Publisher: BOOM! Studios
Writer: Ed Brisson
Artist: Lisandro Estherren, Niko Guardia (Colours)
Release Date: 10th February 2016
Hitman stories in comics and film rank among some of my all-time favourites, so Ed Brisson’s tale of an ageing, but still entirely capable assassin coming out of retirement was always going to be a must-read. In the first issue, our as yet unnamed protagonist was the target of a botched assassination attempt, and is now attempting to piece together the who and why. This second issue expands on his backstory, and sinks multiple story hooks regarding his links to the man accountable for the failed hit, and his responsibility to the son of one of his past victims.
Ed Brisson is performing an admirable juggling act here, with a conflict between our hero and Burrell’s crime clan running parallel to the identity of the blackmailer, and the chequered past of our geriatric gunman and his associates adding some spice. Although the opposing sides have the same objective, Brisson has them approach it from different angles: Burrell taking out the hired assassins, and our ‘hero’ focussing on the victim’s families. The resultant overarching conflict is tense and intriguing, highlighting remorse and a desire to atone on one hand, and vicious, unadulterated self-preservation on the other.
While set in the present, the series has a gritty, neo-noir vibe to it that’s instantly appealing, bringing to mind the dark urban crime stories of the ‘70s, like Serpico, Mean Streets, and Killing of a Chinese Bookie. Brisson’s script crackles with an energy and tension that brings a nice ebb and flow to the dialogue. Instantly quotable turns of phrase and esoteric gangster lingo accent the language to give it an authentic flavour.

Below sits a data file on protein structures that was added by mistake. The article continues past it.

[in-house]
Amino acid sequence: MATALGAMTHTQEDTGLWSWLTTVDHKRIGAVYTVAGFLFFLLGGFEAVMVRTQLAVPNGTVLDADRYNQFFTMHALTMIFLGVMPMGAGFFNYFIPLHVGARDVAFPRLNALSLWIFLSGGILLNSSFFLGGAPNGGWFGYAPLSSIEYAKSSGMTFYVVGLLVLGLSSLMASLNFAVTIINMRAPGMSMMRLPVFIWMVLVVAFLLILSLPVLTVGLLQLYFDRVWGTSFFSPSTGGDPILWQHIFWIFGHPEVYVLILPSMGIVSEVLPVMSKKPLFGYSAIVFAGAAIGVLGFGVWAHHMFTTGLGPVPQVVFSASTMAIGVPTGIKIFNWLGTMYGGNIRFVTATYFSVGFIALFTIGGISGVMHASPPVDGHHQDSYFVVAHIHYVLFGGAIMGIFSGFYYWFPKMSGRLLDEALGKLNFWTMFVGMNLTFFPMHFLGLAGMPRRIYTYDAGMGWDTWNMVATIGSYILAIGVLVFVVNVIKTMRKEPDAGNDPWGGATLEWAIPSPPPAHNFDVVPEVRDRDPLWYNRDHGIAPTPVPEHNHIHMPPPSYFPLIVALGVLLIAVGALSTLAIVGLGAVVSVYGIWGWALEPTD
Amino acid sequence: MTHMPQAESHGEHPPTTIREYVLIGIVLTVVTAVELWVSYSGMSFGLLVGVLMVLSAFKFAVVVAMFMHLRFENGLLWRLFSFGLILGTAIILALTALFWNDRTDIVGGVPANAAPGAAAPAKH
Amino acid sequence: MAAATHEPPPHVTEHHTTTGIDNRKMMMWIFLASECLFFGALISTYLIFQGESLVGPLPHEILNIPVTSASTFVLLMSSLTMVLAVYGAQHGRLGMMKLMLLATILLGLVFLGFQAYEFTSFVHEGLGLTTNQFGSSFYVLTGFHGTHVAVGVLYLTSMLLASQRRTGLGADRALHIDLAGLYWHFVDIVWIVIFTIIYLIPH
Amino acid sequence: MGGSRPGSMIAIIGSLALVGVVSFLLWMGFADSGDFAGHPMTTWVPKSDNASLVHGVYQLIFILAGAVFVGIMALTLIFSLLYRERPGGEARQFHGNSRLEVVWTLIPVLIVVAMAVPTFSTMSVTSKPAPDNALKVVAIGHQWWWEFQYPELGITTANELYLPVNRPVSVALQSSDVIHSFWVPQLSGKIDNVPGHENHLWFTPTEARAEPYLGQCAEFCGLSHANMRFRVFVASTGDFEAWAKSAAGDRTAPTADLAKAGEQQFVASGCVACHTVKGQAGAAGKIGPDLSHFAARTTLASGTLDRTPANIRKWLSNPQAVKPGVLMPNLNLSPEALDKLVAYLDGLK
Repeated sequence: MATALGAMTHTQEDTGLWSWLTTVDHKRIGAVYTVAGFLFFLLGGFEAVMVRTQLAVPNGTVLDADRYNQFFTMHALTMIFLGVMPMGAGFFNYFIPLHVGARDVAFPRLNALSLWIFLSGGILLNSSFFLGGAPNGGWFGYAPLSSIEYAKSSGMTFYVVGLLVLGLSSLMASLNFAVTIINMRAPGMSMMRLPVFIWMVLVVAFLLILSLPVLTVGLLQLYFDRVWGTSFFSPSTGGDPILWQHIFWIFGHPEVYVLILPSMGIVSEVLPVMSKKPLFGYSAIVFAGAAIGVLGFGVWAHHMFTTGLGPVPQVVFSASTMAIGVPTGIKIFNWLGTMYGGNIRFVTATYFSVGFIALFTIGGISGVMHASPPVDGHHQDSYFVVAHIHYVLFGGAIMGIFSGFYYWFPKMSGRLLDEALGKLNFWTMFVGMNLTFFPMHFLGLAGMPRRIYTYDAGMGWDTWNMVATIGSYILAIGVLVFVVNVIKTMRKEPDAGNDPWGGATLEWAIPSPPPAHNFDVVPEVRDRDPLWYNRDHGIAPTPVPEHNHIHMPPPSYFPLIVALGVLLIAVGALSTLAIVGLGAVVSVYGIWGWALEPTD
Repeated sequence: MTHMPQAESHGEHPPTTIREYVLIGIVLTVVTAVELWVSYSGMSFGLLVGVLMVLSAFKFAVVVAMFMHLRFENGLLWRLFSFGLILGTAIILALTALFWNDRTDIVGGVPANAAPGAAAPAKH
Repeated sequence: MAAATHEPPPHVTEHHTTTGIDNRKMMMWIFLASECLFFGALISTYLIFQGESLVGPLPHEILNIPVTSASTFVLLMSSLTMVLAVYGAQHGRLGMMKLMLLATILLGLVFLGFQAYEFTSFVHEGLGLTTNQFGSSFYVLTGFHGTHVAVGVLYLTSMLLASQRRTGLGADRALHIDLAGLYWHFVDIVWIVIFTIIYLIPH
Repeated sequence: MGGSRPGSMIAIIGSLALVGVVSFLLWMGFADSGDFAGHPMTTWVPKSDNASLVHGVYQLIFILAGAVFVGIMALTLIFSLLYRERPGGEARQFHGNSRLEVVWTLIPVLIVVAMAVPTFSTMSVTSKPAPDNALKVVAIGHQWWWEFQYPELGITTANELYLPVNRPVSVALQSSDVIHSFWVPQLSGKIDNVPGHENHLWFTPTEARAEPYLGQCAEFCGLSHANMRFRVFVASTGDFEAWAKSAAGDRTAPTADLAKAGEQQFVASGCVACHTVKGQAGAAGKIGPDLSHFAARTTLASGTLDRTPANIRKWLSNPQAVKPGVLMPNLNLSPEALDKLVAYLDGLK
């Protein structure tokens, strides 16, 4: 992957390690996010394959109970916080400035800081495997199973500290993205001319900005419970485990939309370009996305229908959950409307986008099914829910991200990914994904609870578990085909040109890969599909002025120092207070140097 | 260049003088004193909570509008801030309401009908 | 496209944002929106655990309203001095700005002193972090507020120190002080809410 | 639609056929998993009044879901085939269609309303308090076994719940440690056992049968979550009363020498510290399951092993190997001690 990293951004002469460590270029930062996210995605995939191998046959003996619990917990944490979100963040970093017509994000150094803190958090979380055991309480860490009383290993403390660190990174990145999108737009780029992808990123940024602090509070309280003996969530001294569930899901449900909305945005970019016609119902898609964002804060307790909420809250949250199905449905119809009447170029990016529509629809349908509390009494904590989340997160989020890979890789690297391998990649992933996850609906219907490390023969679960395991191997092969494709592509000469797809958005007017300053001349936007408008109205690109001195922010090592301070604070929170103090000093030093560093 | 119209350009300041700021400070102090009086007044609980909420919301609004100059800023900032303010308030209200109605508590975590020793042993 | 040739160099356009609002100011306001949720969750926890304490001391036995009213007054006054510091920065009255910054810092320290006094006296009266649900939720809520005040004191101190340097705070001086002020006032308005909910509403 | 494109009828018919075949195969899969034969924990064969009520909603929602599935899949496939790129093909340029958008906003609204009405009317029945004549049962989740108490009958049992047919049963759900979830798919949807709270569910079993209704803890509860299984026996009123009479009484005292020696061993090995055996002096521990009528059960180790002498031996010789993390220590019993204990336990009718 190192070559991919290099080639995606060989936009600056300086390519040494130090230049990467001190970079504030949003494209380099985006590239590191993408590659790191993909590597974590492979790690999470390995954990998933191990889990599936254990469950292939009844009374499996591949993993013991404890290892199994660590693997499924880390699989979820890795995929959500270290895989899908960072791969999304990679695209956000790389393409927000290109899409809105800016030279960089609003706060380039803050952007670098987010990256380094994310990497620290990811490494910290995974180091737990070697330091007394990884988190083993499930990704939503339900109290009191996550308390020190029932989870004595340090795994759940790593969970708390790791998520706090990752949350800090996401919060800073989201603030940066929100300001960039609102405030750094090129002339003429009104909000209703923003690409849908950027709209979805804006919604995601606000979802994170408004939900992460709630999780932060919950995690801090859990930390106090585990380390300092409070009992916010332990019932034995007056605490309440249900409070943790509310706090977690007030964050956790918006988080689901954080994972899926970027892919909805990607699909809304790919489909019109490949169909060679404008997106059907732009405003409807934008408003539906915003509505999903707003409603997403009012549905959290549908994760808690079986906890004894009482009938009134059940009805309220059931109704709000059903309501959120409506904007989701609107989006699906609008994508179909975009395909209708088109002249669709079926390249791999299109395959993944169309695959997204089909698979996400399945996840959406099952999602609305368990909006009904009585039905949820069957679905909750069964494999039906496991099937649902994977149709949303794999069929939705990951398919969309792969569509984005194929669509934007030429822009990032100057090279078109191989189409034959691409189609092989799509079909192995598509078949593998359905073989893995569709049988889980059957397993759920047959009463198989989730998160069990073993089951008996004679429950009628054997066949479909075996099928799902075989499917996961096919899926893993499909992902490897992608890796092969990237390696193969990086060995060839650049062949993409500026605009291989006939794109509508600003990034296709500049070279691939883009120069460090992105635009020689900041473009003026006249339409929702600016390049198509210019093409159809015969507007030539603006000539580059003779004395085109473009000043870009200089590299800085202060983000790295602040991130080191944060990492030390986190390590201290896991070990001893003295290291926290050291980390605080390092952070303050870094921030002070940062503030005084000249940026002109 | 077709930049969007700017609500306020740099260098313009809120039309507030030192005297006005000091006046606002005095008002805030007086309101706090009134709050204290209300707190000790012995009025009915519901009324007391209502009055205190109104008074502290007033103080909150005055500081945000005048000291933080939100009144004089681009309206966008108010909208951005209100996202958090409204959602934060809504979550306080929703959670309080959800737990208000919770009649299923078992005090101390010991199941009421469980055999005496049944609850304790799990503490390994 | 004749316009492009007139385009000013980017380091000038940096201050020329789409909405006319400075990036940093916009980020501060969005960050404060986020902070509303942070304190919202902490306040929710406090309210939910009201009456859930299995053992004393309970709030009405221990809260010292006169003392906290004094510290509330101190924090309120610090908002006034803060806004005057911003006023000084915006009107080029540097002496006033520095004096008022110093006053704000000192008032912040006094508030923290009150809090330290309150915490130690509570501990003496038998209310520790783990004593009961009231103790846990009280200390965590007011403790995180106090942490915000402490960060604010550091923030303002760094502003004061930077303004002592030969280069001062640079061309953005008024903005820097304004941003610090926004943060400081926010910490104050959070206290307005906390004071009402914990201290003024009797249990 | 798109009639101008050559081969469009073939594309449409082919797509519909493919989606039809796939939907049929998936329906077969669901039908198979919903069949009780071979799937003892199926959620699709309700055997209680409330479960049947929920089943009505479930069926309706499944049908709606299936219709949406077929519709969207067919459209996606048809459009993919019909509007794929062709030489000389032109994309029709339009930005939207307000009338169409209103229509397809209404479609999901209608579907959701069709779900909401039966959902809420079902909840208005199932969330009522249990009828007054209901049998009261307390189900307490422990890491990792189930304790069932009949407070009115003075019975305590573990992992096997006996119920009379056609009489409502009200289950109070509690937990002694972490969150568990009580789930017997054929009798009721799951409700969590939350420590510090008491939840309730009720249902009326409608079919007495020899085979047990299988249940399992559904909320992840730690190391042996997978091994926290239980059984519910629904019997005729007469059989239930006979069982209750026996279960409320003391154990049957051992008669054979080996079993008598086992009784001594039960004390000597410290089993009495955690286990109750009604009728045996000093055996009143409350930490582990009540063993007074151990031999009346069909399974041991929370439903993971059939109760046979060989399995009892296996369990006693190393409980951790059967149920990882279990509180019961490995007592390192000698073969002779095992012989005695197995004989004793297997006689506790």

Brisson’s expertly placed beats create a suitably taut pace, and each one is aptly framed for maximum dramatic, emotional, or comedic effect by Lisandro Estherren, whose loose, imprecise linework fits the story beautifully. The figures who populate this world are far from model citizens, they’re rough round the edges, experience worn into their rutted, weathered faces, and his tough-as-a-coffin-nail character design reinforces this idea. His storytelling has a filmic sensibility to it, too, his use of character’s POV’s fully immersing you in the action. Niko Guardia’s colours round things off, his bluish brown hues match the tone perfectly, and greatly enhance the seedily realistic urban vibe.
Overall, The Last Contract is a fine example of contemporary noir, and is well on the way to becoming a classic. Do not let this one slip under your radar.
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If you want to find our more about The Last Contract, make sure to check out our interview with Ed Brisson and Lisandro Estherren by CLICKING HERE.
The Writer of this piece was: Martin Doyle
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